By adhering to the core principles of: notice, choice, onward transfer, access, security, data integrity and enforcement, your company is indicating that you place great value on data privacy protection and will make every effort to respect Europeans’ and/or Swiss’ requests regarding use of their personal information.
By adhering to the following principles as developed by the Department of Commerce and European Commission and the Department of Commerce and the Federal Data Protection and Information Commission of Switzerland, you will stand out in the marketplace as one of the trusted organizations that promises to meet the requirements of the safe harbor framework.
These safe harbor principles pertain to the personal information that your company transfers from the EU and/or Switzerland to the US. Personal information is defined as information that directly identifies an individual – name, address, telephone number and similar identifying information.
SAFE HARBOR PRINCIPLES
You must clearly inform customers in a timely manner about what information you are collecting, why you are collecting it, who you are forwarding it to, how its use can be limited and how the customer can contact you for additional information;
- Be easy to find, easy to read and easy to understand;
- Be provided to your customers at the time you collect the personal information or as soon thereafter as practicable – in any case, before you use the personal information for a purpose other than that for which it was originally collected or before you disclose it to a third party;
- Specify the types of information being collected;
- Specify the purposes and uses of information collection;
- Specify the types of third parties to which you are disclosing the information you collect;
- Provide the choices and means available to the customer to limit the use and disclosure of information; and
- Provide your company contact information for customer inquiries.
You must honor customers requests to opt-out of certain information uses and exchanges and opt-in if sensitive information is being used. You must provide customers with the ability to opt-out of certain information uses and exchanges. Where the information is sensitive, you must obtain opt-in consent. These choices should be clear and conspicuous, readily available and affordable.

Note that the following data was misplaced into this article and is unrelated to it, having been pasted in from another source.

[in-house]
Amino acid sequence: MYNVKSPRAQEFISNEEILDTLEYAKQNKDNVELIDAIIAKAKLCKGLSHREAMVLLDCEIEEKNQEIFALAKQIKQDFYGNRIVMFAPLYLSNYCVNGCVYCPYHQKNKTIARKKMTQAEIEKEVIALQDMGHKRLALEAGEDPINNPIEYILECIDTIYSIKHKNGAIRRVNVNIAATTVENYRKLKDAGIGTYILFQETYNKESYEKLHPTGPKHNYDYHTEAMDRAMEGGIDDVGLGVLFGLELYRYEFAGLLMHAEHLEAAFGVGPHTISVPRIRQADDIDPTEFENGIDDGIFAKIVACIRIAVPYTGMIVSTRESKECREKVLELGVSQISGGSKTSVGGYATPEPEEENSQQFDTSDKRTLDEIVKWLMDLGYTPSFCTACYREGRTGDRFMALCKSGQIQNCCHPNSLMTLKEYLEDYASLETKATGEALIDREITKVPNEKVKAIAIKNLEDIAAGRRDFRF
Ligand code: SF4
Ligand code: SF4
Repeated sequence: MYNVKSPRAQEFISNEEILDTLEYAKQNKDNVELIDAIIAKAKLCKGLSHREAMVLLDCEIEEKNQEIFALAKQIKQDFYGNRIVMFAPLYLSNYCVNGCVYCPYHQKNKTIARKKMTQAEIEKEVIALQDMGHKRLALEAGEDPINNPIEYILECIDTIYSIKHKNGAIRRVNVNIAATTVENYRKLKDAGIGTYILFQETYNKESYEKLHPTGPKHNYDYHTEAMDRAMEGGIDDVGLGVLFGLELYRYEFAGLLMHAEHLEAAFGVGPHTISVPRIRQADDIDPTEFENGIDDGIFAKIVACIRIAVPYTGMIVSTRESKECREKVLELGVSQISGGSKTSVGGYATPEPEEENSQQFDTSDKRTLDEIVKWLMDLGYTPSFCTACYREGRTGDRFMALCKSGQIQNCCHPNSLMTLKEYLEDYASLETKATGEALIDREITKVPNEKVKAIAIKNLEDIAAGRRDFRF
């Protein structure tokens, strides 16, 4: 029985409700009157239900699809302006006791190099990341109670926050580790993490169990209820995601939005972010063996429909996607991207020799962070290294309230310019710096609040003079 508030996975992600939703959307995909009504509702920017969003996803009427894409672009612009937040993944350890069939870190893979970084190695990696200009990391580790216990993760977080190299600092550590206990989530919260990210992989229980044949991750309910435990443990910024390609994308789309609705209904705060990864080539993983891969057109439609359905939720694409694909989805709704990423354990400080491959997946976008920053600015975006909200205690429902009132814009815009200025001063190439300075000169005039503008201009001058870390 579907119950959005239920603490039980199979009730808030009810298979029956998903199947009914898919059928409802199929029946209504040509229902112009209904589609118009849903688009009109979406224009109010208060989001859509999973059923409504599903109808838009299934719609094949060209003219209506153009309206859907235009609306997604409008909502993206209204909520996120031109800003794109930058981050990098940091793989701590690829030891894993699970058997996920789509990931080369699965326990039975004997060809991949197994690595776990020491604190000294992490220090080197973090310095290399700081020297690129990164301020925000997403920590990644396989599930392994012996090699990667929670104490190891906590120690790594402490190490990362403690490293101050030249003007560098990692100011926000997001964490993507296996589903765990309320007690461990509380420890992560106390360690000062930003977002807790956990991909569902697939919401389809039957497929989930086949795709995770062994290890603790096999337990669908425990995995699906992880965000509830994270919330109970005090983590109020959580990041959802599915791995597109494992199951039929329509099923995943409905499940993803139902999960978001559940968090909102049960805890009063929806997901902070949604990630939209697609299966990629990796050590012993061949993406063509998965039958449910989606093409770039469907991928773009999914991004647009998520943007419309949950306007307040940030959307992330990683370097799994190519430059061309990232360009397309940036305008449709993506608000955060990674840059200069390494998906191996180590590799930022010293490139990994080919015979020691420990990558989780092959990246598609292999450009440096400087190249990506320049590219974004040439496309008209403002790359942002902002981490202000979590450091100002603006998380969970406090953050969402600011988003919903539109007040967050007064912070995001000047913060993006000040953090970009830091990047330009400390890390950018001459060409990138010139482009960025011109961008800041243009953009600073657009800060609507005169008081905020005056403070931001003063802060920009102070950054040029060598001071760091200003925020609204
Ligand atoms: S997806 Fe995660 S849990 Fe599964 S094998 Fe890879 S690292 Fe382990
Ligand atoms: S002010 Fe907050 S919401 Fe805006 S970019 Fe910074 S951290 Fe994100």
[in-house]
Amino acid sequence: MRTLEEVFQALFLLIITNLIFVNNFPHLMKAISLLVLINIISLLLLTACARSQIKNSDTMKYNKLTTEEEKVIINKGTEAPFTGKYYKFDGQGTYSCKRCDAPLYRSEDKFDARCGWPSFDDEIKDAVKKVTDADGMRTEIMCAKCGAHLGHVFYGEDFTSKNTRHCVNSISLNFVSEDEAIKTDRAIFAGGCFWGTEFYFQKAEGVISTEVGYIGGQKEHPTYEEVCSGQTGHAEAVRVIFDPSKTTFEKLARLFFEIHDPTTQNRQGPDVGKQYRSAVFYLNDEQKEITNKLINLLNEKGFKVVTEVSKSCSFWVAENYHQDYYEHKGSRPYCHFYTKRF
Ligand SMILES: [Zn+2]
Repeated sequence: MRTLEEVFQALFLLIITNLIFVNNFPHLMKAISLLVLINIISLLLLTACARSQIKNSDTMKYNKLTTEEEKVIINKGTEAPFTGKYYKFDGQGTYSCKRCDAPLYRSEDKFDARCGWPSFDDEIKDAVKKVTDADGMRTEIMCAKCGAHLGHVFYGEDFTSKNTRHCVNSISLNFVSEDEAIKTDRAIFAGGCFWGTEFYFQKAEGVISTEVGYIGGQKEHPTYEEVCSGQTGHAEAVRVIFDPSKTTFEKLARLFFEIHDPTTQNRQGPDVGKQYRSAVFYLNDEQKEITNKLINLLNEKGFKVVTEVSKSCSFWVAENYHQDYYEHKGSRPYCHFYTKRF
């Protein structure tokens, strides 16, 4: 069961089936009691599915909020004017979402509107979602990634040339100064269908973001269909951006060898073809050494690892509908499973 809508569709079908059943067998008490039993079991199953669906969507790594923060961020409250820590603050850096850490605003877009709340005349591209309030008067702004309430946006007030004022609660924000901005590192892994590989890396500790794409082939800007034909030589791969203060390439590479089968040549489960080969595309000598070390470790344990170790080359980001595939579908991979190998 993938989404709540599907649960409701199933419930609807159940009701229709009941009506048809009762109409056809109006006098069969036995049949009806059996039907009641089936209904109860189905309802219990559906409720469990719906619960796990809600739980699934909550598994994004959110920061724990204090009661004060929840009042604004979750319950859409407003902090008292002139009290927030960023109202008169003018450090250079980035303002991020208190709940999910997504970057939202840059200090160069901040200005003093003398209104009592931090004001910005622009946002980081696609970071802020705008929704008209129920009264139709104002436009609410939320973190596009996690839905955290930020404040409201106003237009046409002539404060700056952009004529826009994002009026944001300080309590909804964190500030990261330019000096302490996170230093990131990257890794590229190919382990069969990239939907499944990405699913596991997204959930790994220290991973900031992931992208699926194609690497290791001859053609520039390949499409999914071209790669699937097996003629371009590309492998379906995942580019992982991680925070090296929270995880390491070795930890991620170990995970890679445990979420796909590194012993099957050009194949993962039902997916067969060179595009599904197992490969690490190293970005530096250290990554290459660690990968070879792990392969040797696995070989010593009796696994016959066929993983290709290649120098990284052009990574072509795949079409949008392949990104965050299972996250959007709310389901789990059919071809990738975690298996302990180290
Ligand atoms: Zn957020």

Your company must offer customers the ability to opt-out of your disclosing their information to a third-party or using their information for a purpose incompatible with that for which it was originally collected.
In addition, the DMA Safe Harbor Program requires that your company accept and maintain consumer requests to be placed on your in-house suppression file to stop receiving solicitations from your company. The DMA also recommends that your company utilize European Preference Service Systems to update your list. If you need assistance in locating the appropriate European system, please feel free to contact DMA staff.
It is important to note that for “sensitive” information, consumers must be given the explicit ability to opt-in before you disclose that information to a third-party or use that information for a purpose different from that for which it was originally collected. You may not use or transfer this information unless the individuals have given affirmative or explicit “opt-in” choice.
Sensitive information includes personal information regarding a medical or health condition, racial or ethnic origin, political opinions, religious or philosophical beliefs, trade union membership or sexual lifestyle. There are limited exceptions to the opt-in requirement. For further clarification, please refer to the Department of Commerce’s FAQ #1 at export.gov/safeharbor.
3. ONWARD TRANSFER
You must ensure that if information is disclosed to agents or subcontractors that they will agree to abide by the safe harbor principles. You should only transfer data to third parties consistent with the notice and choices you have given the consumers. Any agents of yours who handle or process your data, such as your service bureaus, must themselves either be subject to the EU Directive or be members of the safe harbor, or they must agree in writing to be bound by these principles. In all events, you must document your agreement with them as to their treatment of data.